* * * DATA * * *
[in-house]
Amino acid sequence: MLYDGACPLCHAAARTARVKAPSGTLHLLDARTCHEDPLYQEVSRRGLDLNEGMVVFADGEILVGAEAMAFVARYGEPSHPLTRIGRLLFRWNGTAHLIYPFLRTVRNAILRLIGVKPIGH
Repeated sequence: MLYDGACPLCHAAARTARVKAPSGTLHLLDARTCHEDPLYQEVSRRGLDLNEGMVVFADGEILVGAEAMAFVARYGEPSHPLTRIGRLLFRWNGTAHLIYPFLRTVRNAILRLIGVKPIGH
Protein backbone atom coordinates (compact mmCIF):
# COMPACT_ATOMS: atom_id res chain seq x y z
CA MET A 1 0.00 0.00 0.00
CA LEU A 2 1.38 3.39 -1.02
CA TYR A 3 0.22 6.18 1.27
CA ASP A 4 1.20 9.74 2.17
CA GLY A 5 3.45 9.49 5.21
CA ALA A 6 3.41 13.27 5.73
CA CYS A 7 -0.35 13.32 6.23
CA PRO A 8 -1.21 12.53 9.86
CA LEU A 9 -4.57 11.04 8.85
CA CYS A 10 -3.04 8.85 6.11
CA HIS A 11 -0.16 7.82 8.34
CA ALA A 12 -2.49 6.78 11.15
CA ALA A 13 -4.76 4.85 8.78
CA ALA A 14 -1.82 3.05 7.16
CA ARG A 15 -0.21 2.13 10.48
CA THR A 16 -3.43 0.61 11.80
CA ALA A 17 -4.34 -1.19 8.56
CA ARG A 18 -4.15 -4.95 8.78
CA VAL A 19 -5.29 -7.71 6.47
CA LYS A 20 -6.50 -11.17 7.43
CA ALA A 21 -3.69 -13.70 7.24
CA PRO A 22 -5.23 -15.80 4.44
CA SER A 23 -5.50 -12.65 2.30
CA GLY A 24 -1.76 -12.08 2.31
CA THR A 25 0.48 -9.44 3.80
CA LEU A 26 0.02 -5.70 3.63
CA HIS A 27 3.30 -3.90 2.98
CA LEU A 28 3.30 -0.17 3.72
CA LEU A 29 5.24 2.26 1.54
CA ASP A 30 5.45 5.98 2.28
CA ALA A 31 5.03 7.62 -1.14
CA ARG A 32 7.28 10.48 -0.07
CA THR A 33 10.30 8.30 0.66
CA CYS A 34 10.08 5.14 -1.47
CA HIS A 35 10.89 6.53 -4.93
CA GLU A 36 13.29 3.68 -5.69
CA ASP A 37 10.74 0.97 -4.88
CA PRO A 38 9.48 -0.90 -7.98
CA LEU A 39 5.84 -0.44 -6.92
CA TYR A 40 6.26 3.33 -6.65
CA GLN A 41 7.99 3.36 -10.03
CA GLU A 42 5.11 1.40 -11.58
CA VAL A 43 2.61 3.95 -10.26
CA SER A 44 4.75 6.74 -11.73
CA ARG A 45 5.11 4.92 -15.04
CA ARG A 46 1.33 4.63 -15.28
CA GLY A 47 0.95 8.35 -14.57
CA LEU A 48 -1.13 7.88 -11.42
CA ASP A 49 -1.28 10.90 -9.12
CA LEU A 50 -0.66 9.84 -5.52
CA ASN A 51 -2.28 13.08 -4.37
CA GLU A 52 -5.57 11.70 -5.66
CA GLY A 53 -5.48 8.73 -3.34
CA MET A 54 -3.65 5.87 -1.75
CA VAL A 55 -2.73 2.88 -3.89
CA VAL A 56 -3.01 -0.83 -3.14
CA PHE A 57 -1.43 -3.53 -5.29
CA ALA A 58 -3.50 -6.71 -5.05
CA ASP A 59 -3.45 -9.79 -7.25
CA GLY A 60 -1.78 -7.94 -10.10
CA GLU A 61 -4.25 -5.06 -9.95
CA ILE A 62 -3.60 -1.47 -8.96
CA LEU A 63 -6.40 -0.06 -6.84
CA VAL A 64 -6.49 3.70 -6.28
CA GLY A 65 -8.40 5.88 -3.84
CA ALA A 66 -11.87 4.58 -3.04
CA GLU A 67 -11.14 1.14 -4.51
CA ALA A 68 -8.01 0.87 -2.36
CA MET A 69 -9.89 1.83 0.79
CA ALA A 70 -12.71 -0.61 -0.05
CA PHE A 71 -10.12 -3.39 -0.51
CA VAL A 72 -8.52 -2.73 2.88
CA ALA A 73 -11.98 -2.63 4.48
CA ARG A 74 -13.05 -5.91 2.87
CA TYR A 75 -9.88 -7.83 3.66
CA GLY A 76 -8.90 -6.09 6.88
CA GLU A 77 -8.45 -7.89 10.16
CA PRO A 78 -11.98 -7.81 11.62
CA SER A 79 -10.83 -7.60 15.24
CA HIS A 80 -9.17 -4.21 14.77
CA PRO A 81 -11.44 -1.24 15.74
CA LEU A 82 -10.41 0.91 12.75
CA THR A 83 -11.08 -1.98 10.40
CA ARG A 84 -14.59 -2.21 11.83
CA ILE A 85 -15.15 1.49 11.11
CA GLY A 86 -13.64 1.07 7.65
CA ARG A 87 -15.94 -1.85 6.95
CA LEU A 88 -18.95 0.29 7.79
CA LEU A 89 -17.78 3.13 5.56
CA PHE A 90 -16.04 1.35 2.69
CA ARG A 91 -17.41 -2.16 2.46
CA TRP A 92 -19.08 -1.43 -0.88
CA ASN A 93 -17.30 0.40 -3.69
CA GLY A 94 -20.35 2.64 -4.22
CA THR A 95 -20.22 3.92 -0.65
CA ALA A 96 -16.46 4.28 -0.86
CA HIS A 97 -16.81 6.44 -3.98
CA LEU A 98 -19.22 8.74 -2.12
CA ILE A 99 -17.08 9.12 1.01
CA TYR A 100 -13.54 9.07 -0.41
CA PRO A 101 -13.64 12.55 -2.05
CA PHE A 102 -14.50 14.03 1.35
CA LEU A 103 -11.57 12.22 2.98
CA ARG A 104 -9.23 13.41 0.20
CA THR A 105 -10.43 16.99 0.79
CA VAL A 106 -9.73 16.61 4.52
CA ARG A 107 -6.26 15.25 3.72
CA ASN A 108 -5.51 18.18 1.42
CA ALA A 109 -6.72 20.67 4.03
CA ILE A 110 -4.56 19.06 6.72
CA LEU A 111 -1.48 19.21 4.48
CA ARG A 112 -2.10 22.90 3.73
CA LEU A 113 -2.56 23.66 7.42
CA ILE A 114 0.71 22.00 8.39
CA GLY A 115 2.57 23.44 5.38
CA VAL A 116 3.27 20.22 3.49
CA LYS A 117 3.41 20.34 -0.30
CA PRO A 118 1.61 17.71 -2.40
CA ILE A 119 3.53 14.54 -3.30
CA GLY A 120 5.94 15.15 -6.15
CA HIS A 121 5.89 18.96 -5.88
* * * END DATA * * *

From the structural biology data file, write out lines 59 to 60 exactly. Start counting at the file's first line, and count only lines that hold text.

CA MET A 54 -3.65 5.87 -1.75
CA VAL A 55 -2.73 2.88 -3.89